Assistant Professor, School of Criminology, Simon Fraser University, Burnaby, B.C.
Ph.D. candidate, University of Arkansas, Fayetteville, AR
(Received 3 February 1998; accepted 15 June 1998)
We established a database of insect succession on buried carrion in two biogeoclimatic zones of British Columbia over a 16-month period beginning June 1995. Pig (Sus scrofa L.) carcasses were buried shortly after death in the Coastal Western Hemlock and Sub-boreal Spruce biogeoclimatic zones of British Columbia. Buried pigs exhibited a distinct pattern of succession from that which occurred on above-ground carrion. The species composition and time of colonization for particular species differed between the two zones. Therefore ideally, a database of insect succession on burried carrion should be established for each major biogeoclimatic zone. We did not observe maggot masses on any of the buried carcasses; therefore, the presence of maggot masses may indicate a delayed burial. Soil temperature was a better indicator of internal buried carcass temperature (r2 = 0.92, p < 0.0001) than was ambient air temperature (r2 = 0.60, p < 0.0001); thus soil temperature should be used to determine developmental rates of insects for determination of the postmortem interval by a forensic entomologist.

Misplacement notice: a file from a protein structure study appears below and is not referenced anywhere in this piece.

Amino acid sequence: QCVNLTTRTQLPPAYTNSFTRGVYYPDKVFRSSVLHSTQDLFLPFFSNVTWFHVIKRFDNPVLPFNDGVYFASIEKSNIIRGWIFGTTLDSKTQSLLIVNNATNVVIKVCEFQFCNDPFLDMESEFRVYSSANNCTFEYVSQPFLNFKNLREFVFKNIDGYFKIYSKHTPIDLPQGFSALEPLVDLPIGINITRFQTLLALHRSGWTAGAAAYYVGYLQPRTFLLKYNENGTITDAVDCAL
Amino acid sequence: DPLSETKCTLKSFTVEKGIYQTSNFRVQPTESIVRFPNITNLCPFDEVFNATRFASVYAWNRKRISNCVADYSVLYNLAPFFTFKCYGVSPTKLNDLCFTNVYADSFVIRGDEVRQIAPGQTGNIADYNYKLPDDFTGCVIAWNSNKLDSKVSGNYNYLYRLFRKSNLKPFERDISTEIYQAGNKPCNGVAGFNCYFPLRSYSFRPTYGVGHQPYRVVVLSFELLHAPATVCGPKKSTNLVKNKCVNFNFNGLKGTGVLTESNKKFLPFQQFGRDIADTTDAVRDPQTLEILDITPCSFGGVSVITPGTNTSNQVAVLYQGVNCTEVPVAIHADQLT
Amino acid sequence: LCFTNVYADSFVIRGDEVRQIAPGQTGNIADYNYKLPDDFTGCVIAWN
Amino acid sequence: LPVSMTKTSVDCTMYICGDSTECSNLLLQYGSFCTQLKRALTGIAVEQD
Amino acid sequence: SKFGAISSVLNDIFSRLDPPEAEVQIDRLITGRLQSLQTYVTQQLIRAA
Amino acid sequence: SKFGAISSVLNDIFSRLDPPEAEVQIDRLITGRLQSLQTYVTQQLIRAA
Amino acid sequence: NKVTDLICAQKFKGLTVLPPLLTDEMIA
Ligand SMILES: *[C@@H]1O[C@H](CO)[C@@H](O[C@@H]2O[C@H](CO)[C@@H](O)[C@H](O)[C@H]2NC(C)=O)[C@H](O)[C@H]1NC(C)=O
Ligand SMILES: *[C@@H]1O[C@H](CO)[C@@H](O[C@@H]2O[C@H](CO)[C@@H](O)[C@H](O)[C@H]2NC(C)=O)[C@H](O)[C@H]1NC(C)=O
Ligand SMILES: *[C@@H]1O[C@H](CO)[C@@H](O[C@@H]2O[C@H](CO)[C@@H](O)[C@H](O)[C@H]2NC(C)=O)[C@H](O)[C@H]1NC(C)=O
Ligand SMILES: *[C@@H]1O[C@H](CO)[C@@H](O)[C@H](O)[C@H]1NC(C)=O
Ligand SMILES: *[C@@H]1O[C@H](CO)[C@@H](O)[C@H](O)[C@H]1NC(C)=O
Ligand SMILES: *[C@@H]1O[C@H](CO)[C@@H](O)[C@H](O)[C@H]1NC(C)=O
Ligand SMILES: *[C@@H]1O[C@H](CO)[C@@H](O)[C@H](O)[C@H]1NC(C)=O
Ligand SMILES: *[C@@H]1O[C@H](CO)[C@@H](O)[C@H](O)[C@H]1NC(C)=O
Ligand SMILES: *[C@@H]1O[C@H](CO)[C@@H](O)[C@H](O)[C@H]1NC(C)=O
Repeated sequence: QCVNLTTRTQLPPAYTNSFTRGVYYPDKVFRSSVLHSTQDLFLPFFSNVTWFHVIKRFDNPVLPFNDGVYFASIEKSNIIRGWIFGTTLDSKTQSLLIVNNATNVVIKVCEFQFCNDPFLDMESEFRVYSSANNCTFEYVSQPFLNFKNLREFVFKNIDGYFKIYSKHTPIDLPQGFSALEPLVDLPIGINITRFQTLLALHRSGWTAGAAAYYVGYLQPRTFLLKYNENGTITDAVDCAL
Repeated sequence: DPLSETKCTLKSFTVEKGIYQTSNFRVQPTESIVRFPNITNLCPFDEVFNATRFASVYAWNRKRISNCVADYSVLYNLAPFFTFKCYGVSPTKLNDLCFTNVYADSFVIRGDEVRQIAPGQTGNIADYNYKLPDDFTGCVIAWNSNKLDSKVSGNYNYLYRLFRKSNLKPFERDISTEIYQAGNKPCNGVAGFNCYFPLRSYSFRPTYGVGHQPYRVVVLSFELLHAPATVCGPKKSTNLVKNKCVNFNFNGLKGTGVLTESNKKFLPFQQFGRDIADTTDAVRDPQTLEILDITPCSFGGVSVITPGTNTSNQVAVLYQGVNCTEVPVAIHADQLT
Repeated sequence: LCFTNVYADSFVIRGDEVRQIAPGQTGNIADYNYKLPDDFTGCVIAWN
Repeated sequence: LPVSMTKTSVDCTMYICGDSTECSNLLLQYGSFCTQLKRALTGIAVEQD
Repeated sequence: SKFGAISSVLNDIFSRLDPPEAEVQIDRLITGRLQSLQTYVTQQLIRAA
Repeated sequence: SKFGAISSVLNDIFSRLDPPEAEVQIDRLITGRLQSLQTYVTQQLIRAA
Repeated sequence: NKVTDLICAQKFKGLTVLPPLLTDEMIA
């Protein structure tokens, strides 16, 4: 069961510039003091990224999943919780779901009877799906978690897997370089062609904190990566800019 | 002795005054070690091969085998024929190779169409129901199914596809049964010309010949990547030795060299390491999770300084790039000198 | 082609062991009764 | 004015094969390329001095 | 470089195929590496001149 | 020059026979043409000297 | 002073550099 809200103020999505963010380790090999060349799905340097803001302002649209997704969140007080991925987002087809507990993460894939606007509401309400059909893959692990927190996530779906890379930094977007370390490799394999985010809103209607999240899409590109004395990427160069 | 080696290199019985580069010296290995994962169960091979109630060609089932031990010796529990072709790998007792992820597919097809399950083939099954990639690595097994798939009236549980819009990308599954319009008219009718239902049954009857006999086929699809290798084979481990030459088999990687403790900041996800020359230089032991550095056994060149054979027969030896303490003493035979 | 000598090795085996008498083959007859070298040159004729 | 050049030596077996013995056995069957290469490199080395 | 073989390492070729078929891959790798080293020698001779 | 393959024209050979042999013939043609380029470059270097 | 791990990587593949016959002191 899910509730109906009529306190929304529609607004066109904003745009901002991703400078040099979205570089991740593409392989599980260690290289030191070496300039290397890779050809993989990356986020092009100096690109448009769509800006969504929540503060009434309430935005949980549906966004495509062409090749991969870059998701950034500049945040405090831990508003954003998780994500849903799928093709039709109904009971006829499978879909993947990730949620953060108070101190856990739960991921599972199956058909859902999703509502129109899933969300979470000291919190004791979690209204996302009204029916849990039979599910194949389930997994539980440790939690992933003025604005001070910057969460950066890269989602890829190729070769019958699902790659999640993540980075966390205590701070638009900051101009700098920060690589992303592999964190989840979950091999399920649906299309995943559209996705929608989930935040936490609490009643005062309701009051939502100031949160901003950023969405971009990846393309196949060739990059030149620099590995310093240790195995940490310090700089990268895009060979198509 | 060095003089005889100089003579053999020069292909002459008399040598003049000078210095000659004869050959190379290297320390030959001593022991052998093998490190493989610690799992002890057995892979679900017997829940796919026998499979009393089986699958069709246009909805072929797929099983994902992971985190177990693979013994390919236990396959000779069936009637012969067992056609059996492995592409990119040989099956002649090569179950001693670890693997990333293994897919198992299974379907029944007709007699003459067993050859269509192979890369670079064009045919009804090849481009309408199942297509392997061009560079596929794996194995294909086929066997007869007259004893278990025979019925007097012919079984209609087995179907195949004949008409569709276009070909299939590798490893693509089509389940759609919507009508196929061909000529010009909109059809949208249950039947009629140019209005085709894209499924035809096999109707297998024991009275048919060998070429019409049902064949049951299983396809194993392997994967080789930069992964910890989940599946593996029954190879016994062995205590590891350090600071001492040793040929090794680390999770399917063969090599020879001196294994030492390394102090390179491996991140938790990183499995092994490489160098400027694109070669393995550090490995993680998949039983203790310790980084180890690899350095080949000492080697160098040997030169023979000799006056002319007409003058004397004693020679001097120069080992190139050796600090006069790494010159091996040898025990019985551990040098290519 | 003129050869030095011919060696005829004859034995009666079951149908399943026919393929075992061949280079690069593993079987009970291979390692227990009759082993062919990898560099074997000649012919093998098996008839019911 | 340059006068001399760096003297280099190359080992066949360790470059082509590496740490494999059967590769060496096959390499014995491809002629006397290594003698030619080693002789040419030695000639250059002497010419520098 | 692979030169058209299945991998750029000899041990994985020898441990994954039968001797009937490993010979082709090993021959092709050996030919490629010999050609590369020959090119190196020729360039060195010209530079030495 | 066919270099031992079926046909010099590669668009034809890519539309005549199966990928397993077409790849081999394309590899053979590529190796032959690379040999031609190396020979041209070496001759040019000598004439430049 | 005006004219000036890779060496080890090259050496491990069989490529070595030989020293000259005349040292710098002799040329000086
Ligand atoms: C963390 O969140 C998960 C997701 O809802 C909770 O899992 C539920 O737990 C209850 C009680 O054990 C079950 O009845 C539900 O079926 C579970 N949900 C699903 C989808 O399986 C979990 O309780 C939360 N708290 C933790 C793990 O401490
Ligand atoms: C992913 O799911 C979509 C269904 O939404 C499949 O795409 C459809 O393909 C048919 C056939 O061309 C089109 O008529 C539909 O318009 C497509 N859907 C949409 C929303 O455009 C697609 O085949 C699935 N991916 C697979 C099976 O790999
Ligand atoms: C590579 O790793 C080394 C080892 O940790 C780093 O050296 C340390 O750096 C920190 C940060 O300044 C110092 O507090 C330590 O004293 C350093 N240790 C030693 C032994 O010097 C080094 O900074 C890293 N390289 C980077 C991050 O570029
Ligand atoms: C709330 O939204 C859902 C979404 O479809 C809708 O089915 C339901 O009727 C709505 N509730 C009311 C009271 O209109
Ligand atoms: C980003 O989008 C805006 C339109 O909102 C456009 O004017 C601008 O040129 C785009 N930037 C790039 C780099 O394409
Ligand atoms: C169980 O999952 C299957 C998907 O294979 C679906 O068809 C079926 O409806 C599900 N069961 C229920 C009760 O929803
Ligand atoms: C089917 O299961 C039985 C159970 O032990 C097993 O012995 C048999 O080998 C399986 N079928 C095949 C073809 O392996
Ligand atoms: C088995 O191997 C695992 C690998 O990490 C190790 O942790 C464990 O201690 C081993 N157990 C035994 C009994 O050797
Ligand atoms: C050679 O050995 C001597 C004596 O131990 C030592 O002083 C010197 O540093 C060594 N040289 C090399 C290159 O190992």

Paper ID: JFS14409J